The public's skepticism about the mutual fund sector is expected to deepen in the weeks ahead following revelations that some of the sector's biggest players may face enforcement action from securities regulators.
The credibility of funds as an investment vehicle, already under pressure because of weak markets and intense competition, is likely to suffer as the scandal drags on, industry sources said. The trading practices of more than 20 firms are under investigation by the Ontario Securities Commission.
"Clearly it will have some impact on credibility [on the fund sector]. It would be difficult to think otherwise," said Bill Holland, president and chief executive officer of CI Fund Management Inc. of Toronto.
CI, along with fund rivals Investors Group Inc., AGF Funds Inc. and AIC Ltd., may face enforcement proceedings from the OSC as part of an in-depth review of trading practices from 2000 through 2003. On Tuesday, regulators found evidence of rapid, in-and-out trading in their funds, activity characteristic of market timing. The firms have 10 days to respond to the allegations.
It's expected that the next two weeks will see "some very interesting exercises in gamesmanship" as the four firms seek guidance from the OSC and cut potential deals with the regulator, one fund executive said. CI Fund Management has not ruled out a potential settlement.
To date, Mr. Holland has been the only industry executive to speak publicly on the probe. In a series of statements, each firm has confirmed receipt of an OSC letter but said little else. The absence of information has created a sense of uncertainty, said Dan Hallett, president of Dan Hallett & Associates Inc.
"We still have to wait for more information and hope that we'll get more information," Mr. Hallett said. "Advisers and investors want to know which company has done them wrong and if the firm has undertaken activities that compromise that trust. There's going to be some unhappy people around."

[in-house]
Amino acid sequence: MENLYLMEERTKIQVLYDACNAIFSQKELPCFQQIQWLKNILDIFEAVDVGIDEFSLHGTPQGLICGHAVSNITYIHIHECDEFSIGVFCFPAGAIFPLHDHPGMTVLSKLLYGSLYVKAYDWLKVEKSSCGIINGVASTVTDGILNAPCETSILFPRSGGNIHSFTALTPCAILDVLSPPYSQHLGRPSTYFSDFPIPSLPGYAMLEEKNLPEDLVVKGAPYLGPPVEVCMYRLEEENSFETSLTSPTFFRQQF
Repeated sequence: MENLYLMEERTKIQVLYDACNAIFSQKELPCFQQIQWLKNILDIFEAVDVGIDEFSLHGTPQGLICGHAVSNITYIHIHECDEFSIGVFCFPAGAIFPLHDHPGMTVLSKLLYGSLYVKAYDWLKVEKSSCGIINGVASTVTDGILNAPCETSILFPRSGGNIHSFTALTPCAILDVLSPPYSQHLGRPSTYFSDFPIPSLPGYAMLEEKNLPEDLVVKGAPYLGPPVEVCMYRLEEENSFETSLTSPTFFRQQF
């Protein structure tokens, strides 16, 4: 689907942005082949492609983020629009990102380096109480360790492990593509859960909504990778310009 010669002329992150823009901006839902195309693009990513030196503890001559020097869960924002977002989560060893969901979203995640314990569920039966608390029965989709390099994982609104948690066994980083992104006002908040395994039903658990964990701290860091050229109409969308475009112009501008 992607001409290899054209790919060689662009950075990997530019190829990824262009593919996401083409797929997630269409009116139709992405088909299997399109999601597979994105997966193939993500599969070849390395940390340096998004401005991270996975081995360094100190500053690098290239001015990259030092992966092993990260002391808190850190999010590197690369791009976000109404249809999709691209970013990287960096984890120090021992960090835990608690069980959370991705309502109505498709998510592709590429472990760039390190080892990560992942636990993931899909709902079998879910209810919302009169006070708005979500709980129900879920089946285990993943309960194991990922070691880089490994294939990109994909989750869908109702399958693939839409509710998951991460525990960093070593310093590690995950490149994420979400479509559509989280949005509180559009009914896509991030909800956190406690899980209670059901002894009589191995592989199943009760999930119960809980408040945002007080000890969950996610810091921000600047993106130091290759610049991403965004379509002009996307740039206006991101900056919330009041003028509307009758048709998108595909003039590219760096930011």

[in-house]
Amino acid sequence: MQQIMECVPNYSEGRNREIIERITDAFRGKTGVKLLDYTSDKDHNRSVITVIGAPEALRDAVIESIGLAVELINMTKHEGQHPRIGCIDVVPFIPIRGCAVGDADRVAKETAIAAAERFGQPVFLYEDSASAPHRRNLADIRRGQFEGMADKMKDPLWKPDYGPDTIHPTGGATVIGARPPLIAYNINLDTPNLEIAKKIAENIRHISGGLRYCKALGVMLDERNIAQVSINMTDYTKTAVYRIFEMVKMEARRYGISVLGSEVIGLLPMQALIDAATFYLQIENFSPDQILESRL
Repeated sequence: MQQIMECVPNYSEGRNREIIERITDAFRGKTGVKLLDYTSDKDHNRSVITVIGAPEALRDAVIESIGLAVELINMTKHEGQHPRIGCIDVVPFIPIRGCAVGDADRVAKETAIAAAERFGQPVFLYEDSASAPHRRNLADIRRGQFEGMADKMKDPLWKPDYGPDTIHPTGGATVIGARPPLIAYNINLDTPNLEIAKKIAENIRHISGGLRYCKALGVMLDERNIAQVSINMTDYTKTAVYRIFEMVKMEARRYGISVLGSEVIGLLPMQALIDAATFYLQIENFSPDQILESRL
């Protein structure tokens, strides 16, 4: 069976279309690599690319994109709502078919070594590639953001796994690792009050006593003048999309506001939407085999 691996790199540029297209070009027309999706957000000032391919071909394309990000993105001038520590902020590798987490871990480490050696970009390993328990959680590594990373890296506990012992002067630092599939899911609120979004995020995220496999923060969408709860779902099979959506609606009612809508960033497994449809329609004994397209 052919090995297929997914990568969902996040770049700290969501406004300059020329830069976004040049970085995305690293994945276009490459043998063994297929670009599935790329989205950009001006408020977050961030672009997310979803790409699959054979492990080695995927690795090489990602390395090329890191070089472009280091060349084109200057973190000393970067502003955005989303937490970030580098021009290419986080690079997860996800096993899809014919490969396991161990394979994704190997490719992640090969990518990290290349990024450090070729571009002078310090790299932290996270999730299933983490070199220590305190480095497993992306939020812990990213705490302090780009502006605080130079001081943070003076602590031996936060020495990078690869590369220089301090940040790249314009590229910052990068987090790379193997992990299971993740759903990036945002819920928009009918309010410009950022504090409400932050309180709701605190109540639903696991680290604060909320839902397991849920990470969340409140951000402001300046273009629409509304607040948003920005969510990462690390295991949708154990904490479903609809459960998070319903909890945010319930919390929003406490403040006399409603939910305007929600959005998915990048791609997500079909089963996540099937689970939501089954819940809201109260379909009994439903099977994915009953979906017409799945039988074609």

The information vacuum is a problem and will do little to soothe the fears of the investing public, said David Weiner, senior partner at National Public Relations Ltd. in Toronto.
"Silence usually implies to the public, rightly or wrongly, that you've got something to hide," Mr. Weiner said, adding that the trading probe has been in the works since October last year.
"It speaks to the absence in that industry of meaningful management of difficult issues . . . this was an industry that was pretty late to the table even when they had a gun to their heads," he said.
That leadership role would typically fall to the Investment Funds Institute of Canada, a trade association that is holding its annual convention next week in Toronto. While the regulatory scandal is expected to dominate discussion at the three-day forum, IFIC's official position is no comment.
"It's not appropriate for IFIC to comment . . . We don't know the allegations, we don't know how serious they are, we don't know if they are intentional problems or just inadvertence," said Tom Hockin, IFIC president and chief executive officer.
Many in the fund sector argue that IFIC is an ineffective body because of the competing interests of its members, a vast group that includes banks, fund managers and distributors, and small boutique firms.
To make matters worse, the fund sector is struggling. Last month, the sector reported a slender $49.8-million in new investment, maintaining its tentative 11-month trend of net positive sales. Meanwhile, a long list of competing products is chasing investors, especially high-net-worth clients. In 2003, investors poured $5.7-billion in to sophisticated retail structured products, compared with $607-million divested from mutual funds.
The long-term impact on the industry is hard to call. Some industry watchers believe that the OSC allegations may spark further net redemptions, especially for AIC and AGF, two firms struggling to overcome more than two years of divestment from their funds. That said, the investment community has largely shrugged off the OSC probe. Three of the four fund firms named Tuesday are publicly traded and their shares have been flat over the past two trading sessions on the Toronto Stock Exchange.
"This is an old story that needs closure," one industry analyst said. "This might be a black eye for a month and then people will move on."
© 2007 The Globe and Mail. All rights reserved.
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